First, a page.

Dismiss Notice
Join Physics Forums Today!
The friendliest, high quality science and math community on the planet! Everyone who loves science is here!

B Does a moving bar magnet create charges?

  1. Feb 12, 2017 #1
    So I understand that a charged particle moving relative to me has a magnetic field, and does not have one if its stationary relative to me...
    So is it true that a magnet moving relative to me has a charge?
    Say I took a bar magnet and threw it away from me way out in space, would it acquire a charge? If so, would it get 2 charges one - and one + on each end of the magnet??
    Thanks!
     
  2. jcsd
  3. Feb 12, 2017 #2
    Magnetic fields are not relative to you.
    A bar magnet has a magnetic field which exists whether or not you throw it.
     
  4. Feb 12, 2017 #3

    PeterDonis

    User Avatar
    2016 Award

    Staff: Mentor

    There has to be charge present in the magnet for it to be a magnet; any EM field has to have a source somewhere. If the magnet is electrically neutral when it is at rest relative to you, that's because it has equal amounts of positive and negative charge and the static electric fields of those charges cancel each other out, leaving only the magnetic fields.

    If the magnet is moving relative to you, all of its charges will be moving at the same speed relative to you, so it will still appear electrically neutral to you.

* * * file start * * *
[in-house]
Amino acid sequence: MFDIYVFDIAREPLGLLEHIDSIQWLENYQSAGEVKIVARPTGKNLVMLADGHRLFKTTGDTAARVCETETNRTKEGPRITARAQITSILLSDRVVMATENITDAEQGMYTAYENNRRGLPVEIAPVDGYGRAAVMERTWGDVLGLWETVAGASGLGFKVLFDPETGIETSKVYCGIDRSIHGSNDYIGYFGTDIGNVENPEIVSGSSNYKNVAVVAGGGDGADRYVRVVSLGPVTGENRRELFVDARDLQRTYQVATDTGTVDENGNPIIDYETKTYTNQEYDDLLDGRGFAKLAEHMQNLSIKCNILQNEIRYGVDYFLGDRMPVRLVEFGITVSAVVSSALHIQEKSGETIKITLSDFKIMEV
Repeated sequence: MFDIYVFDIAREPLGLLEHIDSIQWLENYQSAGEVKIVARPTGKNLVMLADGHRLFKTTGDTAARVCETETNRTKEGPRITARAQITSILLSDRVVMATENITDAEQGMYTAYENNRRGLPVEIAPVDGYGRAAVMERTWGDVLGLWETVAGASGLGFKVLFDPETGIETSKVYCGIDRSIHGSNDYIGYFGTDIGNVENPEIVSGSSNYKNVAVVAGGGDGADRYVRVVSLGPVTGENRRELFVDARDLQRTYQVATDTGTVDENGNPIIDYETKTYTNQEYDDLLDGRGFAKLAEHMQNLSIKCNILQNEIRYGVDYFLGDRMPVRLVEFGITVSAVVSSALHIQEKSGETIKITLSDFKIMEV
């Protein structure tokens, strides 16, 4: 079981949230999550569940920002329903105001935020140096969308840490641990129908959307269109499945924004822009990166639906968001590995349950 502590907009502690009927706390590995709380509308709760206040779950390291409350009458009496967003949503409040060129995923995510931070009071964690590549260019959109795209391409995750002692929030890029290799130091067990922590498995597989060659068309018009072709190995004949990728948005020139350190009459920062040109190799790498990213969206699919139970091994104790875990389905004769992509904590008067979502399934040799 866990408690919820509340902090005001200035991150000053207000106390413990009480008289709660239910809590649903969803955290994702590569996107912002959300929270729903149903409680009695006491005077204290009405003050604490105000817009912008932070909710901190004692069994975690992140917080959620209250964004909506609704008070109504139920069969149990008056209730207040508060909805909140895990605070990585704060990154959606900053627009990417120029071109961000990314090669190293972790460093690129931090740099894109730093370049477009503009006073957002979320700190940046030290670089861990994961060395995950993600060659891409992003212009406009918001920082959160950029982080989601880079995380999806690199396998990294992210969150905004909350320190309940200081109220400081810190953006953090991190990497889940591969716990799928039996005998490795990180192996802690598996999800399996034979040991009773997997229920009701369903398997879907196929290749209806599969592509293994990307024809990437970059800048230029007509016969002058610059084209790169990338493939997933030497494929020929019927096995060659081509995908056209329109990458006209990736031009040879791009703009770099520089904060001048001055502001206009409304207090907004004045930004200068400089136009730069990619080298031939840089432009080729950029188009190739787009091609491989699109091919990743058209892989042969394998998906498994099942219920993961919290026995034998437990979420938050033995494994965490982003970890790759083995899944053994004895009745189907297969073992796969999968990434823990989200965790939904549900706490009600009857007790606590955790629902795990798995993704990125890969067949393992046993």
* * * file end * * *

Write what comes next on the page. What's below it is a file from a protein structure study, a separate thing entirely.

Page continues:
5. Feb 12, 2017 #4

    Dale

    Staff: Mentor

    Well, it is overall electrically neutral, but it does become electrically polarized. What is magnetization in one frame is polarization in another frame.
     
  6. Feb 12, 2017 #5

    PeterDonis

    User Avatar
    2016 Award

    Staff: Mentor

    Yes agreed. To put it another way, the charge density in the frame in which the magnet is moving is still zero, but the electric field and the current density are nonzero.
     
  7. Feb 13, 2017 #6
    I created a contraption for intro physics that spun the most powerful hobby bar magnets you can buy and using an oscilloscope my group measured a very obvious alternating current.
     
  8. Feb 13, 2017 #7

    PeterDonis

    User Avatar
    2016 Award

    Staff: Mentor

    Yes, there should be a nonzero current density (see my previous post). But should there be a nonzero charge density? That would seem to contradict Maxwell's Equations (because the electric field in the frame in which the magnet is moving should be divergence-free--at least, that's what transforming the fields from the magnet's rest frame seems to show).
     
  9. Feb 13, 2017 #8
    Just trying to understand how a stationary electron next to a bar magnet will stay stationary if I start moving towards both of them...a magnetic field appears around the electron from my relative motion, a charge must appear to cancel out the magnetic field??
    Or picture 2 identical bar magnets and a electron and a proton the electron next to magnet 1 and the proton next to magnet 2, then start moving towards them, the electron and proton get opposite magnetic fields, but the magnets have the same NS orientation, so something has to give, I assume somehow a charge on the magnet cancels out any effect of the magnetic field I observe as my motion is now not in the same frame as the magnet/particles.